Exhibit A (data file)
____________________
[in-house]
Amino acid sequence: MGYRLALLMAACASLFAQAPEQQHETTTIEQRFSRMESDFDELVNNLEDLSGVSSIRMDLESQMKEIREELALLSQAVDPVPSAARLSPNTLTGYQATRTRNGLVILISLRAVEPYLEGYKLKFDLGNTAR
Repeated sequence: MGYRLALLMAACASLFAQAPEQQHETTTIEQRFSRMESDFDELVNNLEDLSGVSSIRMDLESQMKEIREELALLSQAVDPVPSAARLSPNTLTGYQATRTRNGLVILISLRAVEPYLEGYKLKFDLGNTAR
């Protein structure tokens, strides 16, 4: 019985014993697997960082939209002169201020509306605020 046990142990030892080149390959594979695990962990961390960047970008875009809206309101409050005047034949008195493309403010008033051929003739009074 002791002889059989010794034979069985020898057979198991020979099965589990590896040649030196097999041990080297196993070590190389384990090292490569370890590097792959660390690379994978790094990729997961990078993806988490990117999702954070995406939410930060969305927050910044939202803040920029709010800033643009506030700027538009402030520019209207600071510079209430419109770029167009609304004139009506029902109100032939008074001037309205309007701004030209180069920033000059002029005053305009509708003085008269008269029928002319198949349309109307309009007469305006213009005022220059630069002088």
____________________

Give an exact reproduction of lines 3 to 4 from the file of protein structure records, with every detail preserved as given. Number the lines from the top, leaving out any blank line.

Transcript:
Repeated sequence: MGYRLALLMAACASLFAQAPEQQHETTTIEQRFSRMESDFDELVNNLEDLSGVSSIRMDLESQMKEIREELALLSQAVDPVPSAARLSPNTLTGYQATRTRNGLVILISLRAVEPYLEGYKLKFDLGNTAR
């Protein structure tokens, strides 16, 4: 019985014993697997960082939209002169201020509306605020 046990142990030892080149390959594979695990962990961390960047970008875009809206309101409050005047034949008195493309403010008033051929003739009074 002791002889059989010794034979069985020898057979198991020979099965589990590896040649030196097999041990080297196993070590190389384990090292490569370890590097792959660390690379994978790094990729997961990078993806988490990117999702954070995406939410930060969305927050910044939202803040920029709010800033643009506030700027538009402030520019209207600071510079209430419109770029167009609304004139009506029902109100032939008074001037309205309007701004030209180069920033000059002029005053305009509708003085008269008269029928002319198949349309109307309009007469305006213009005022220059630069002088």